Proteins are a very important macronutrient for our body. Unlike carbohydrates and fats, our body needs to ingest proteins often, as we cannot store them in case we are unable to eat them.We cannot store them in case we overeat one day.
In fact, our body’s storehouse of protein is mostly our own muscle. If we do not ingest protein, when our body needs this type of material, it will destroy some of our muscle fibers. That is best avoided, and it is for that reason that many diets take into account which foods are richest in protein.
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What exactly are proteins?
Proteins are the basic components for our body and the body of any organism to develop a structure. Therefore, the primary function of proteins is to form tissues, although they also have many other functions and are the basis of many compounds in our body, such as hormones or enzymes.
From a chemical point of view, proteins are macromolecules made up of smaller pieces known as amino acids. There are 22 of them, and the chain linkage of amino acids combined in multiple ways gives rise to the different proteins.
Essential amino acids and their importance to our body
Of the 22 amino acids that exist, eight of them are known as essential amino acids.. They receive this name because they are of vital importance for our body, since it cannot synthesize them fast enough considering the metabolic demands of our body.
These amino acids have to be ingested often to avoid deficiencies in our body, and is that to build human protein this raw material is needed. Below is a list of the 8 essential amino acids:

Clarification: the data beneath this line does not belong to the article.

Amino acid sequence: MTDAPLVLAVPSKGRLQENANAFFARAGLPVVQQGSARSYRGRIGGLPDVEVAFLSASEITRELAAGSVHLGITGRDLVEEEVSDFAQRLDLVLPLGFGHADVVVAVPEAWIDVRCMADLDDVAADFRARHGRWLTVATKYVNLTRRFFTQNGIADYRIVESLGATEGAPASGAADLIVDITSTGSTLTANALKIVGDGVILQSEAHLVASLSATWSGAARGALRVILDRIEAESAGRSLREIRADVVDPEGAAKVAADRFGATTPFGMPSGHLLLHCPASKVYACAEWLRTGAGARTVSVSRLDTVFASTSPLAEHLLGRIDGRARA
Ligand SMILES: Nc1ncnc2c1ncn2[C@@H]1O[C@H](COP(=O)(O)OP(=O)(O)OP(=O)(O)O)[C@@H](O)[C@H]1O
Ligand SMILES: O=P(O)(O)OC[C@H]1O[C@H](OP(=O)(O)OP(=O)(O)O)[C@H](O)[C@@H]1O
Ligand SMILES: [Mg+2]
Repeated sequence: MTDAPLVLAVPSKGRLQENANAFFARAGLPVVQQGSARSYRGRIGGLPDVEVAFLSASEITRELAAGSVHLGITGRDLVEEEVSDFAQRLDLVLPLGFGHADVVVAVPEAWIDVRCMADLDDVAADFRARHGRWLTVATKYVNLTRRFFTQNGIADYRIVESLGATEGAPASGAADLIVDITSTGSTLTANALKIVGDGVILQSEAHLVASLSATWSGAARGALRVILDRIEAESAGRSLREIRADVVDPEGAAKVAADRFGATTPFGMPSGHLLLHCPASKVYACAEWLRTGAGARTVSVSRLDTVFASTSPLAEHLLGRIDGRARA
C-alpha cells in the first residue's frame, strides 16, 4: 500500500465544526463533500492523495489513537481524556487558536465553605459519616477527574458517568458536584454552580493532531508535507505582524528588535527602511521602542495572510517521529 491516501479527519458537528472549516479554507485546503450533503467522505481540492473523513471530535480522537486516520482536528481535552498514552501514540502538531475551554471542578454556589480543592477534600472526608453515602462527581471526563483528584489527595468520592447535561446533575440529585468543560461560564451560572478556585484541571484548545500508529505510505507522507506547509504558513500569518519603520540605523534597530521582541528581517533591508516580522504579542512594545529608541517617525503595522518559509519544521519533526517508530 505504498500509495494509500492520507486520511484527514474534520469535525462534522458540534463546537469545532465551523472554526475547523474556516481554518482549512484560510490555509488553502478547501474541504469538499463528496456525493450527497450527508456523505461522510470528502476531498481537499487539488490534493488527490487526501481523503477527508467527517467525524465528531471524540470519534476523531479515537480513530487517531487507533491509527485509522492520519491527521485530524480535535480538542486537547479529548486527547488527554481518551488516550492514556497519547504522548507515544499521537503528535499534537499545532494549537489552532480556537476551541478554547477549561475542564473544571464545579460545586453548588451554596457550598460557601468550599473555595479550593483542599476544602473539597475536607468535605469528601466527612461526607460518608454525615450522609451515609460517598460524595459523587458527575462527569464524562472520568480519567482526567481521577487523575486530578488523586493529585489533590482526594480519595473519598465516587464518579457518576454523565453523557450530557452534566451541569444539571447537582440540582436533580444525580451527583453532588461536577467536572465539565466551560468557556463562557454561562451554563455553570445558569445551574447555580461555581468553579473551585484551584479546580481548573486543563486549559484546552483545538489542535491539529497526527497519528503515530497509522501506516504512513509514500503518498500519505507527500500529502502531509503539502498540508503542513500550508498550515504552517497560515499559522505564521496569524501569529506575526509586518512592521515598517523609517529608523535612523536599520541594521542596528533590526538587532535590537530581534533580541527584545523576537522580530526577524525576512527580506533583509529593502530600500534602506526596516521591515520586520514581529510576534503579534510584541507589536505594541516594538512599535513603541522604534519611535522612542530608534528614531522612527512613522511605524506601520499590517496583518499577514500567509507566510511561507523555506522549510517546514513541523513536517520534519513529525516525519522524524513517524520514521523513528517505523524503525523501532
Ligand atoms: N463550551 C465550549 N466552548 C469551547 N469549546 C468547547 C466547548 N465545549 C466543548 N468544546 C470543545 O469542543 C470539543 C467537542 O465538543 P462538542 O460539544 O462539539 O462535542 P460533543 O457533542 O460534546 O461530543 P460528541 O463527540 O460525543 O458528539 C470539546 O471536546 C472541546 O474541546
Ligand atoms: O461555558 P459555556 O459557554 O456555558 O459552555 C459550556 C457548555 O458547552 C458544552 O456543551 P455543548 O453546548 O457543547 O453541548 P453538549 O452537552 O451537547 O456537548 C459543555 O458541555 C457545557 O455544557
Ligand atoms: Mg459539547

When a food contains all 8 essential amino acids it is said to be a source of high biological value protein.. This, for practical purposes, means that if we eat the food in question our body will have all the material necessary to form human protein.
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Foods rich in animal protein
All foods that come from an animal source are good sources of protein. Animal bodies, like us, also need to build their own protein. What happens is that some of them are able to synthesize some amino acids that are essential for us on their own. This is the reason why herbivorous animals can create their own body proteins.
Egg protein is considered to be the best quality protein because it contains all 8 essential amino acids in a very good proportion. Albumin is the protein found in this food, and it is very well disposed to be absorbed by the intestine.
We normally consume chicken eggs, but it doesn’t matter if they are goose, quail or ostrich eggs; all eggs have proteins of high biological value.
2. Milk, yogurt and other dairy products
Dairy products contain a protein called casein, which, like egg albumin, contains all the essential amino acids.. For this reason, whenever you eat a food that can be classified as dairy, you will be ingesting protein of high biological value.
Milk products are very varied and are very present in our gastronomy, so it will not be difficult for you to eat any of them. Some examples of them are milk, yogurt, cheese, cottage cheese, kefir and curd.
Obviously meat is a great source of protein. Sometimes people interpret “meat” to mean red meat. In this section we want to make it clear that we are referring to any type of meat, including poultry, since for practical purposes it is always a good source of protein.